Calculus Of One Real Variable – By Pheng Kim Ving

1.2.3 
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1. The
IntermediateValue Theorem

Suppose f
is a continuous function on [a,
b]. See Fig. 1.1. Let v be a real number between f(a) and f(b). Intuitively,
since f is continuous, it takes on every number between f(a) and f(b), ie, every intermediate value. Thus,
v is a value of
f, which means that there exists c between a and b such that f(c) = v.
Fig. 1.1
f(c) = v. 
Theorem 1.1 – The IntermediateValue Theorem
If f is continuous on [a, b] and v lies between f(a) and f(b), then there exists c between a and b such that f(c) = v. 
The proof of this theorem needs the following principle.
Dedekind Cut Principle
Let's partition [a, b] into
two sets A and B such that:
i. Each number in [a, b] is in either A
or B but not both, and
ii. Each number in A is less than every number in B.
See Fig. 1.2.
Fig. 1.2
Dedekind Cut Partition Of [a, b]. 
Proof Of The IntermediateValue
Theorem
Fig. 1.3

EOP
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2. Applications
Of The IntermediateValue Theorem

Prove that the cubic equation x^{3} + x^{2} – 4 = 0 has a solition in the interval (1, 2).
A graph of y = x^{3} + x^{2} – 4 is sketched in Fig. 2.1. We have:
Fig. 2.1
Graph Of y = x^{3} + x^{2} – 4. 
Solution
Let f(x) = x^{3} + x^{2} – 4. Since f
is a polynomial, it's continuous on [1, 2]. We have f(1) = 1^{3} + 1^{2} – 4 = –2 <
0 and f(2) =
2^{3} +
2^{2} –
4 = 8 > 0, so that f(1) < 0 < f(2). So by the
intermediatevalue theorem there exists x_{1} in (1, 2) such that f(x_{1})
= 0. That is, the equation x^{3} + x^{2} – 4 = 0 has a solution in the
interval (1, 2).
EOS
Remark that in the solution we don't have to sketch a graph if not asked to.
Determine the intervals where f(x) = x^{3} – 9x is positive and where it's negative.
EOS
Since f has a constant sign on each of the
intervals, to determine its sign on an interval we evaluate its value at a
point
inside that interval. The sign of that value is the sign of f
on that interval. The point chosen inside each interval should be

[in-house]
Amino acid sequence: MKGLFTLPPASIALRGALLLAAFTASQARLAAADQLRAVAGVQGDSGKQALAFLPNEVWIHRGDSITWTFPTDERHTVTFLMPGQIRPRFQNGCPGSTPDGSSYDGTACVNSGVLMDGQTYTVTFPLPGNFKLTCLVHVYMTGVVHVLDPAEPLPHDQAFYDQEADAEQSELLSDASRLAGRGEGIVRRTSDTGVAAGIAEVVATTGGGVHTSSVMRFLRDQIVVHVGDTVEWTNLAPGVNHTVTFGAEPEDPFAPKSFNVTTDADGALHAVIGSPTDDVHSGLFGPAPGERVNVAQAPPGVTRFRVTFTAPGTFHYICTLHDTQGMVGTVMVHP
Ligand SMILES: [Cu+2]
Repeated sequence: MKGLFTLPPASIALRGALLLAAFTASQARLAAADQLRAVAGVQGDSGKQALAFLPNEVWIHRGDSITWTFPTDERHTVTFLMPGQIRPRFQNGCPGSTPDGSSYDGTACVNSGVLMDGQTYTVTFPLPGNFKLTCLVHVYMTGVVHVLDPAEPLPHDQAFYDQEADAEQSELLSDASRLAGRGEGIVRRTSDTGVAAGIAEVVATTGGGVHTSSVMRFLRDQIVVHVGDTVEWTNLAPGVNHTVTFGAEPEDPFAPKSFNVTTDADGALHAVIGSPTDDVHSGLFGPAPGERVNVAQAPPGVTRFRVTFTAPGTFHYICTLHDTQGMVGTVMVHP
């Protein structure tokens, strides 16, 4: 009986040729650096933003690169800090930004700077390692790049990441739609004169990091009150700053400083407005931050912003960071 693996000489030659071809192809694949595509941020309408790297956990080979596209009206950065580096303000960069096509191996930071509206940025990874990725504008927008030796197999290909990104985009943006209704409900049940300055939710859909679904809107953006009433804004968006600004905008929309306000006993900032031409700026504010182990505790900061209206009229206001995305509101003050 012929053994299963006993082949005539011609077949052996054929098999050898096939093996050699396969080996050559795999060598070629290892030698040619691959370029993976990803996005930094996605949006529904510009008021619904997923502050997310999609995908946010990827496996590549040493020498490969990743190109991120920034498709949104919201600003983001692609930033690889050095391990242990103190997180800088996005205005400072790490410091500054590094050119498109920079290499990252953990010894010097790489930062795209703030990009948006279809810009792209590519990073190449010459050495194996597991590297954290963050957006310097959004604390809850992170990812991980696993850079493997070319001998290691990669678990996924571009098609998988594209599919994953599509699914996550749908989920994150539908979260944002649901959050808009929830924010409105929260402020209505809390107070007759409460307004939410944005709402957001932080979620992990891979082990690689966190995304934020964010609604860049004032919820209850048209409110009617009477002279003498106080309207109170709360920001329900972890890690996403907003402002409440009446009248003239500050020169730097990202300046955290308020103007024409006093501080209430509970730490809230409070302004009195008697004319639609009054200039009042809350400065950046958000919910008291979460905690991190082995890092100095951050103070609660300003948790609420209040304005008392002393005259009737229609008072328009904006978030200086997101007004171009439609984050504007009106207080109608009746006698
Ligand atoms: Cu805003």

the one that makes the calculation of the value of f at it as simple as
possible.
Problems & Solutions

1. Show that the equation x^{3} + x – 1 = 0 has a solution in the interval (0, 1).
Let f(x) = x^{3} + x
– 1. We have f(0) = 0^{3} + 0 – 1 = –1 < 0 and f(1) = 1^{3} + 1 – 1 = 1
> 0, so that f(0) < 0 < f(1). Thus by
the intermediatevalue theorem there exists c in (0, 1) such that f(c)
= 0. That is, the equation x^{3} + x – 1 = 0 has a
solution in the interval (0, 1).
2. Prove that
the function f defined
by f(x) = x^{3} – 15x + 1 has at least three zeros in [– 4,
4]. (A point x_{1}
is a zero of f if
f(x_{1}) = 0.)
Solution
We have: f(– 4) = –3 < 0, f(0)
= 1 > 0, f(1) = –13 < 0, and f(4) = 5 > 0. Since f
is continuous on [– 4, 0] and f(– 4) < 0
< f(0), the IntermediateValue Theorem assures us that there
exists at least one number a in (– 4, 0) such that f(a)
= 0,
ie, f has at least one zero in (– 4, 0). Similarly, f
has at least one zero in (0, 1) and at least one zero in (1, 4). Hence, f
has at least three zeros in (– 4, 0) U (0, 1) U
(1, 4), thus at least three zeros in [– 4, 4].
Note
We chose 0 and 1. Any other pair of real numbers s
and t will also work as long as – 4 < s < t
< 4, f(s) > 0, and f(t)
< 0.
The 0and1 pair is the simplest.
3. Find the intervals in which the function f defined by f(x) = x^{2} + 4x + 3 is positive and negative.
Solution
4. Show that
the function f defined by f(x) = x^{2}
– (a + b – 1)x + ab
takes on the value (a + b)/2, where a and b
are
any two real numbers.
Solution
We have f(x) = x^{2} – ax – bx + x + ab = (x – a)(x – b) + x.
Case a = b: Replacing b with a we have f(x) = (x – a)^{2} + x and (a
+ b)/2 = a. Thus, f(a) = (a – a)^{2}
+ a = a =
(a + b)/2.
If a > b, we'll just replace [a, b] by [b, a], and we'll reach the same conclusion.
Solution
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